Mounds Lake would affect people, also. It would drown two working-class neighborhoods, for an estimated 400 houses and businesses, taking the land by eminent domain and forcing the displacement and relocation of hundreds of residents.

Nationally there’s a grassroots campaign to decommission dams because of their environmental destructiveness, as the film DamNation depicts. In fact, some 96 miles miles southwest of Anderson, on the east fork of the White River, a citizens’ group is striving to decommission the Williams dam. River fragmentation and thus habitat degradation and extinction of species are some of the results of damming rivers. Dams prevent the migration and propagation of local fish and mussels.

Mounds Lake would transform a high-quality public amenity, the White River’s west fork, into a private entity/commodity. Local officials hope the lake would attract wealthy homeowners, who would build luxury homes around it, bringing with them restaurants and other businesses. The project would solve a couple problems for some of the wealthy residents of Anderson. It would eliminate the two working-class communities, which some people regard as an eyesore. It would help the owner of a failing mall that sits atop a pre-EPA industrial dump, the liability for which is in question: the mall and dump would end up under the reservoir.

Mounds State Park-2

Mounds State Park. Photo: IDNR.


Concern about Anderson’s economic status is justified. Anderson is a city of about 55,500 residents 45 minutes northeast of Indianapolis. The population is some 78% white. At one time the city was prosperous, hosting numerous General Motors, Delco Remy and Guide Lamp factories along with a host of supporting industries. About 15 years ago the companies shut down the plants, leaving Anderson in economic peril. The jobs had been dwindling since the early 1970s, and ultimately 30,000 were lost. In the Anderson Community School District, 78% of the lunches served are free or at reduced cost.


The Mounds Lake plan was born in 2010, when, unknown to the public, a local business owner proposed it as an economic development project. Several local businesses and individuals secretly funded a Phase I feasibility study. The CED backed the project, still unknown to the public. In March 2013 local media first reported on the dam-reservoir project. Concerned residents formed the HTR coalition to investigate and oppose it.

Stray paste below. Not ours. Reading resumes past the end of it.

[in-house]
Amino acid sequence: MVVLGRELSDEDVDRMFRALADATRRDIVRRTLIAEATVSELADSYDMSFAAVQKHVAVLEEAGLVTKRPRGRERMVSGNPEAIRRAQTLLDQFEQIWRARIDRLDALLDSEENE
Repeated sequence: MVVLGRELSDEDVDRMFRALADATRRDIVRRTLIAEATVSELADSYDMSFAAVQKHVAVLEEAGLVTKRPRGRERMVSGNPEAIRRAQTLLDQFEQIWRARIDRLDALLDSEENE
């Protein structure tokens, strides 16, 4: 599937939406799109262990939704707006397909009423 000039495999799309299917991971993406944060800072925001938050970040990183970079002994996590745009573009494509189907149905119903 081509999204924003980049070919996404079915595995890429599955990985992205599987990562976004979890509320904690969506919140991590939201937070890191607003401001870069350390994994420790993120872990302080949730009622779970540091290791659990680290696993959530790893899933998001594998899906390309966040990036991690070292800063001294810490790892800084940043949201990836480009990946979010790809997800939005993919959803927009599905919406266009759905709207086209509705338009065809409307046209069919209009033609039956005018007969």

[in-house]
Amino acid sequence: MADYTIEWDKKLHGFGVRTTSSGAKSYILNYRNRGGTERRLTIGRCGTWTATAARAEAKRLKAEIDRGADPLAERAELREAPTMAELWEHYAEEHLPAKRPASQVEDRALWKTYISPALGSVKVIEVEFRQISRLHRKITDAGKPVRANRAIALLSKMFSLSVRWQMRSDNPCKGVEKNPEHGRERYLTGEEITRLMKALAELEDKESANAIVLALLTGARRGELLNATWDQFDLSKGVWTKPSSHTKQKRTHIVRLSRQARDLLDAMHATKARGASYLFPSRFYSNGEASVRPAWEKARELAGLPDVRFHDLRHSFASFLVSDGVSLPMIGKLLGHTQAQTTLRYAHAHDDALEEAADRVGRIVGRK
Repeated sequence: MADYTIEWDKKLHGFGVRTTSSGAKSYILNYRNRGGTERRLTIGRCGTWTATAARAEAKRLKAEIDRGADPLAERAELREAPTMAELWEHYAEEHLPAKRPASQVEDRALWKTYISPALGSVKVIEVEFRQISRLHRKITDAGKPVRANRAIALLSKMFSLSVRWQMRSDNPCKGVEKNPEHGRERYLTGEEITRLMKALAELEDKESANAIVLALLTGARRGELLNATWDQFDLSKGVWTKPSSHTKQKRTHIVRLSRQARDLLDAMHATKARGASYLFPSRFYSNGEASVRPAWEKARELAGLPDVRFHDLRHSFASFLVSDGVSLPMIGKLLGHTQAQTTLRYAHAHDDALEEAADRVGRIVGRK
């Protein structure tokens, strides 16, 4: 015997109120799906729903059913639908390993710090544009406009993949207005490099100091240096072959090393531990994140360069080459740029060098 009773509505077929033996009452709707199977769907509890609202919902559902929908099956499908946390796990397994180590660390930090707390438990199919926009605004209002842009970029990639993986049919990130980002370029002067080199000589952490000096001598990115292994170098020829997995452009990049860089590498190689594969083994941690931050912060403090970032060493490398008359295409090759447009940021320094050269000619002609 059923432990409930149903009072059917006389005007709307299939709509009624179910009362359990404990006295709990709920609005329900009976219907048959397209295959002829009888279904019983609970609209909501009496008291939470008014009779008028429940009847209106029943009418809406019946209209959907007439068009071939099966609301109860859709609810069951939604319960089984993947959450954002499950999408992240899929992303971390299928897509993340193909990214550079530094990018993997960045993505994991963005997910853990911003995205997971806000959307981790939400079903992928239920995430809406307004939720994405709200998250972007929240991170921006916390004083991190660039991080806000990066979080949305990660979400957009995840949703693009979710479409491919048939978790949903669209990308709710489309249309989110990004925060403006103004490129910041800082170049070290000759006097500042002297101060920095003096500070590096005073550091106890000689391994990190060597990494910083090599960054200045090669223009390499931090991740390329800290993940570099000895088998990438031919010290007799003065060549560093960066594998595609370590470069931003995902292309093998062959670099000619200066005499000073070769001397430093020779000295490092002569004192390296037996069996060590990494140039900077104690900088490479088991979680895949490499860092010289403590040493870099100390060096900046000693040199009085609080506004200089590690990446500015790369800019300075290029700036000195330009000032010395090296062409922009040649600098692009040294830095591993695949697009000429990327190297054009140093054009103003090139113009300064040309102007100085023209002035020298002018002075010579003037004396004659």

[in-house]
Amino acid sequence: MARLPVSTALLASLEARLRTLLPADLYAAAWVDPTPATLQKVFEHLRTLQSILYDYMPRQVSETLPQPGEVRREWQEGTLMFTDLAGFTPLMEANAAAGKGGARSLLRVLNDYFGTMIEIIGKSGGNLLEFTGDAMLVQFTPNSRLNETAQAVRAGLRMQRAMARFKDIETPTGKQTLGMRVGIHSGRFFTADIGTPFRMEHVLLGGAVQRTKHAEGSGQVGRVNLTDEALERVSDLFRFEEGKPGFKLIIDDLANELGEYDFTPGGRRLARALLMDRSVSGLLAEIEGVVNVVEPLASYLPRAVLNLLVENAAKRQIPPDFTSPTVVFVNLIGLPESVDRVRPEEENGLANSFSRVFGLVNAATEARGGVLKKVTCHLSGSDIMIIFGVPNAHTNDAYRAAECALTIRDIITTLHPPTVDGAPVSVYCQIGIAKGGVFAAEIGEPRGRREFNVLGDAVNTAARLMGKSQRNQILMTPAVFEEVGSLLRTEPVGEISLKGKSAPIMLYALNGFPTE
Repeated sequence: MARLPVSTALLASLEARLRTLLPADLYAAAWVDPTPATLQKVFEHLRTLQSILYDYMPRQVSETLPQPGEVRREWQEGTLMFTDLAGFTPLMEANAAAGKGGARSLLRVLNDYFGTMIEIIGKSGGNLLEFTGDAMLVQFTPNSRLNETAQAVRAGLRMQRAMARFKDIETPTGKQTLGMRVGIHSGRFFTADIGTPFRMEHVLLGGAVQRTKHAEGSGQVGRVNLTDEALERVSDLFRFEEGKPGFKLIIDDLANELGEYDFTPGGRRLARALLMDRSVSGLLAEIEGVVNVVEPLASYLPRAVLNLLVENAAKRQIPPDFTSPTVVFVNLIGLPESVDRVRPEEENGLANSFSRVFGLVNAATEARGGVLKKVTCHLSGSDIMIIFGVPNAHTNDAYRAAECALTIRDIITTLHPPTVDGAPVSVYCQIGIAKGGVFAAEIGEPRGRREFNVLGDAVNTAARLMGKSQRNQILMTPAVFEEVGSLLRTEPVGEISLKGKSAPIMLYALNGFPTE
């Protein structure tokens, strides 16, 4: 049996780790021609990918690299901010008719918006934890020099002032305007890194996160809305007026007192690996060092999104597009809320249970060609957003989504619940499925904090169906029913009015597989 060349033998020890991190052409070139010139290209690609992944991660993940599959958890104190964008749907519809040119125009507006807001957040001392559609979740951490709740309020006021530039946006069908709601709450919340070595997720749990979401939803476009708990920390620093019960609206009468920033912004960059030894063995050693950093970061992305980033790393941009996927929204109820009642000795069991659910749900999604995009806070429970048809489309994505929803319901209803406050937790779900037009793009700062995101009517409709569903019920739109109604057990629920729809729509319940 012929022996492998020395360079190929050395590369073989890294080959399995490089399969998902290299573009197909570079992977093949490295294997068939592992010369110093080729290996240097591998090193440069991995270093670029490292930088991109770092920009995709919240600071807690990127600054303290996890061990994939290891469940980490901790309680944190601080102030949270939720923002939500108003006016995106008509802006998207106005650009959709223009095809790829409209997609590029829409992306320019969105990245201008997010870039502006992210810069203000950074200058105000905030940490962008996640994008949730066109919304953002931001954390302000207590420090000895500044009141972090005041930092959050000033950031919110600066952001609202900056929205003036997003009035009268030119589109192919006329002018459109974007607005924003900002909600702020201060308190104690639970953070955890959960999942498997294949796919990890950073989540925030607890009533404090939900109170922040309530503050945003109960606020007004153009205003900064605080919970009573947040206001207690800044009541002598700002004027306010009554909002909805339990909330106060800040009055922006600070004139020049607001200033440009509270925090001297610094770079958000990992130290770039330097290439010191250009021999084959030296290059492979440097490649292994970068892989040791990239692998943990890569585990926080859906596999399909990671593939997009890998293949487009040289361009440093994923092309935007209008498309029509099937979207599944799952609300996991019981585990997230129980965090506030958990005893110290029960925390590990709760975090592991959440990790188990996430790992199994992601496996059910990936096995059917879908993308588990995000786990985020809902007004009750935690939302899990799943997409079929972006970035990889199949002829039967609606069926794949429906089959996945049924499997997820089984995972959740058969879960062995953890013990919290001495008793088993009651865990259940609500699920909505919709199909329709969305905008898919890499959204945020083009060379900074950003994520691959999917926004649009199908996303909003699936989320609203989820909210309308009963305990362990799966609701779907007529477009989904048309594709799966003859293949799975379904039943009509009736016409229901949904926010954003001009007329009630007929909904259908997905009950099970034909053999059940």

HTR has received plenty of support for its opposition to Mounds Lake. Since June 2012, 11 organizations have expressed their opposition to the project—from the Hoosier chapter of the Sierra Club to the Audubon Society, Indiana Archaeology Council and Indiana Wildlife Federation.

In June 2013, Anderson’s Herald Bulletin reported that the U.S. Environmental Protection Agency and U.S. Fish and Wildlife Service had serious concerns about Mounds Lake; those agencies argued that the dam would be extremely destructive and should be considered only as a last option.

HTR has been actively opposing the Mounds Lake project since it became public knowledge. In May 2014 the organization sponsored a public forum and panel discussion with a hydrogeologist, economist, biologist and archaeologist, all of whom stated their opposition to the project. In a second public forum in November 2014, a panel of professionals discussed a wide range of impacts that the lake could have, including effects on drainage, transportation, wildlife, water quality and Mounds State Park. A question-and-answer session focused on the economics and groundwater issues that the dam proponents have ignored so far. Ball State University wildlife biologist Dr. Tim Carter said the river corridor might contain endangered Indiana bat populations. Archaeologist Don Cochran noted that the earthworks couldn’t be preserved with integrity if the dam were built.

The Hoosier Environmental Council, with help from the Robert Cooper Audubon Society and HTR, has formulated an alternative plan to save the river: building a greenway along it from Anderson to Muncie. A greenway would leave the river intact and build more trails, opening the area to small businesses like the canoe-rental businesses that are already present. The greenway would cost an estimated $40 million, one-tenth the projected cost of Mounds Lake.

The Mounds Greenway would encompass 2,300 acres of flood plain and would connect Mounds State Park and four other local parks in a stretch of parkland along the west fork of the river from Anderson to Muncie. In “Imagining a Mounds Greenway” (The Forest Defender, Autumn 2014), Jeff Stant, executive director of the Indiana Forest Alliance, gave several reasons for the superiority of a greenway to a reservoir: (1) A greenway is much less expensive than a reservoir and can come to fruition much more quickly. (2) Eminent domain would be unnecessary for a greenway: “The greenway [would] be a purchase area made up mostly of flood-prone ground to be acquired only from willing sellers.” (3) A greenway would protect “the greatest water supply available in central Indiana” and (4) would “preserve a free flowing river for 10 miles in a pristine setting and provide park land desperately needed in this part of Indiana.”

According to Sheryl Myers, an HTR member, “We’d like to go for the recreation angle that keeps the river wild and free, that opens up public trails for everyone and not just for people that might be wealthy enough to have a property on the reservoir. . . . Years down the line the rare thing will be a free-flowing river, not another reservoir that has to be maintained at great expense and will become a repository of invasive species. A free-flowing river virtually has no maintenance.”